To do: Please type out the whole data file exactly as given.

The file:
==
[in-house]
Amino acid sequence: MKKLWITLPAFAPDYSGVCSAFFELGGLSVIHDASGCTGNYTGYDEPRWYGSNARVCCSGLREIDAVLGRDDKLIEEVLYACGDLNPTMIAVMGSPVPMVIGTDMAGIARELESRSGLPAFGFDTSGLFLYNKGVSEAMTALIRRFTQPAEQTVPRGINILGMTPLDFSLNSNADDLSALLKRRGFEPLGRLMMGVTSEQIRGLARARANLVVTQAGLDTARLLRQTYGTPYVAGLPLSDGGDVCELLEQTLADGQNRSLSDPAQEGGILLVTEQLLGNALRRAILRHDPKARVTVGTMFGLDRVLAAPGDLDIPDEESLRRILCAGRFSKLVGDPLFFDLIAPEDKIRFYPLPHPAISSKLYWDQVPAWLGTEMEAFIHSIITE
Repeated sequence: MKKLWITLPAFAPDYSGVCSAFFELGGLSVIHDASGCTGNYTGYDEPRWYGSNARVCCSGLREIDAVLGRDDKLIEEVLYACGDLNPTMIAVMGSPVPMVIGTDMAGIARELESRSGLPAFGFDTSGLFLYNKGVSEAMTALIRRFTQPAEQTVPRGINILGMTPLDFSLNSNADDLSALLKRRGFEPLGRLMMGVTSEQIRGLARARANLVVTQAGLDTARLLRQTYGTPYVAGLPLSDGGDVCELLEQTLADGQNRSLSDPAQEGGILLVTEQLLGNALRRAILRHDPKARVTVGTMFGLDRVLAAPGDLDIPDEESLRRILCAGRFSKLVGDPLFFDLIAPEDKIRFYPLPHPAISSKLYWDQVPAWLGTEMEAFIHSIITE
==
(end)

[in-house]
Amino acid sequence: MKKLWITLPAFAPDYSGVCSAFFELGGLSVIHDASGCTGNYTGYDEPRWYGSNARVCCSGLREIDAVLGRDDKLIEEVLYACGDLNPTMIAVMGSPVPMVIGTDMAGIARELESRSGLPAFGFDTSGLFLYNKGVSEAMTALIRRFTQPAEQTVPRGINILGMTPLDFSLNSNADDLSALLKRRGFEPLGRLMMGVTSEQIRGLARARANLVVTQAGLDTARLLRQTYGTPYVAGLPLSDGGDVCELLEQTLADGQNRSLSDPAQEGGILLVTEQLLGNALRRAILRHDPKARVTVGTMFGLDRVLAAPGDLDIPDEESLRRILCAGRFSKLVGDPLFFDLIAPEDKIRFYPLPHPAISSKLYWDQVPAWLGTEMEAFIHSIITE
Repeated sequence: MKKLWITLPAFAPDYSGVCSAFFELGGLSVIHDASGCTGNYTGYDEPRWYGSNARVCCSGLREIDAVLGRDDKLIEEVLYACGDLNPTMIAVMGSPVPMVIGTDMAGIARELESRSGLPAFGFDTSGLFLYNKGVSEAMTALIRRFTQPAEQTVPRGINILGMTPLDFSLNSNADDLSALLKRRGFEPLGRLMMGVTSEQIRGLARARANLVVTQAGLDTARLLRQTYGTPYVAGLPLSDGGDVCELLEQTLADGQNRSLSDPAQEGGILLVTEQLLGNALRRAILRHDPKARVTVGTMFGLDRVLAAPGDLDIPDEESLRRILCAGRFSKLVGDPLFFDLIAPEDKIRFYPLPHPAISSKLYWDQVPAWLGTEMEAFIHSIITE